World Health Assembly calls on WHO to evaluate the response to the coronavirus
Tuesday, 19 May 2020
The virtual meeting of the World Health Assembly on 18-19 May in Geneva, credit: WHO
The decision-making body of WHO has adopted a resolution expressing support for WHOs role in coordinating the global response to the COVID-19 pandemic. Calls for an external investigation of the response were replaced by a request to WHO’s Director-General to initiate an evaluation of lessons learned at his own timing.
The 7-pages long resolution was proposed by a number of WHO member states, including the EU and its member states, to the seventy-third World Health Assembly on 18 – 19 May. Due to the pandemic, the meeting was virtual.
In a joint statement by High Representative Josep Borrell and Commissioner Stella Kyriakides, the EU welcomed the adoption of the resolution by consensus by the member states of WHO.
The resolution underlines the importance of responding to the crisis through solidarity and multilateral cooperation under the umbrella of the United Nations, says the EU statement. “We commend the WHO for its leading role in guiding the response to this crisis.”
In the resolution, the World Health Assembly acknowledges the “key leadership role of WHO and the fundamental role of the United Nations system in catalysing and coordinating the comprehensive global response to the COVID-19 pandemic and the central efforts of Member States therein.” The Assembly requests WHO to continue to build and strengthen its capacities at all levels.
In the beginning of May, defending WHO against allegations of not acting in time to alert the world about the outbreak of the pandemic, the WHO Director-General, Dr Tedros Adhanom Ghebreyesus, said that, “From the beginning, WHO has acted quickly and decisively to respond and to warn the world. We sounded the alarm early, and we sounded it often.”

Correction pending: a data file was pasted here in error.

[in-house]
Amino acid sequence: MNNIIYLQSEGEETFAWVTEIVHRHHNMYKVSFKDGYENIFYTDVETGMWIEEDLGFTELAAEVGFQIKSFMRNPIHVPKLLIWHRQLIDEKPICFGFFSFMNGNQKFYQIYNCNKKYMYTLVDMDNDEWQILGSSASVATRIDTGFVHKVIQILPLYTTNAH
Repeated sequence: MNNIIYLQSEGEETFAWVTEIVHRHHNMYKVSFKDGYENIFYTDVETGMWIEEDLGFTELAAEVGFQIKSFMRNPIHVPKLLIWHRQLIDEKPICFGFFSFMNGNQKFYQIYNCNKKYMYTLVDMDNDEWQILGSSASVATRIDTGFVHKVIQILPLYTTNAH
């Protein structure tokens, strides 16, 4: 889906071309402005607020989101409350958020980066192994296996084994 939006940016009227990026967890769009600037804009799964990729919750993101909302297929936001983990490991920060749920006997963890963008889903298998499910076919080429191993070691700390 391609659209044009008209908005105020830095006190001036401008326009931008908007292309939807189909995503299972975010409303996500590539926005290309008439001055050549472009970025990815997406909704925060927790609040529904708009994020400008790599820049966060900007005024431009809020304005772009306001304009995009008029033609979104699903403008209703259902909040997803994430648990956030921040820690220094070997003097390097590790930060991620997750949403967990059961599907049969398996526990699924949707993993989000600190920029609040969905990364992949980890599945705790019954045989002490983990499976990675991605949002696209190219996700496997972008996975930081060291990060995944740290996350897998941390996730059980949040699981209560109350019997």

Asked by The Brussels Times at the daily press briefing (19 May) if the European Commission supports an investigation of WHO’s response to the outbreak of the coronavirus, a spokesperson referred to the resolution which was still in draft form.
In this regard, the adopted resolution requests the WHO Director-General to initiate, “at the earliest appropriate moment, and in consultation with Member States, a stepwise process of impartial, independent and comprehensive evaluation, including using existing mechanisms, as appropriate, to review experience gained and lessons learned” from the WHO-coordinated response to COVID-19.
The resolution also requests the Director-General to “continue to work closely with the World Organisation for Animal Health (OIE), the Food and Agriculture Organization of the United Nations (FAO) and countries, as part of the One-Health Approach to identify the zoonotic source of the virus and the route of introduction to the human population.”
“It’s easy to be wise in hindsight,” said Professor Didier Houssin, chair of WHO´s Emergency Committee of independent experts, a body which gives advice to WHO, at a previous press conference. After the crisis is over, there will probably be resumed calls to hold WHO accountable and to know more about the decision-making process inside the organisation.
In their statement, Borrell and Kyriakides did not seem to exclude an evaluation of EU’s response. “The resolution also recalls the need for all of us to evaluate our performance. An independent investigation of how this pandemic started and spread will be important, as we will need to draw lessons from the current crisis to strengthen our global preparedness for the future.”
The situation is still evolving. The chief spokesperson of the Commission added that the time would come to draw the lessons learned of the joint response to the crisis by the Commission and the member states.
Such a review or audit would have to be carried out by an independent body. The press office of the European Court of Auditors (ECA) told The Brussels Times that the audit institution – as part of annual stakeholder consultation – has already received suggestions for audit topics from European Parliament committees before the pandemic but declined to comment on any specific suggestions.
“In addition, we recently invited the parliamentary committees to submit any additional, COVID-19 related suggestions that we could further consider when preparing our 2021 work programme. We’ll carefully assess any suggestions that we may receive, but of course decide in full independence and discretion which topics will finally be part of our work programme,” the ECA spokesperson said.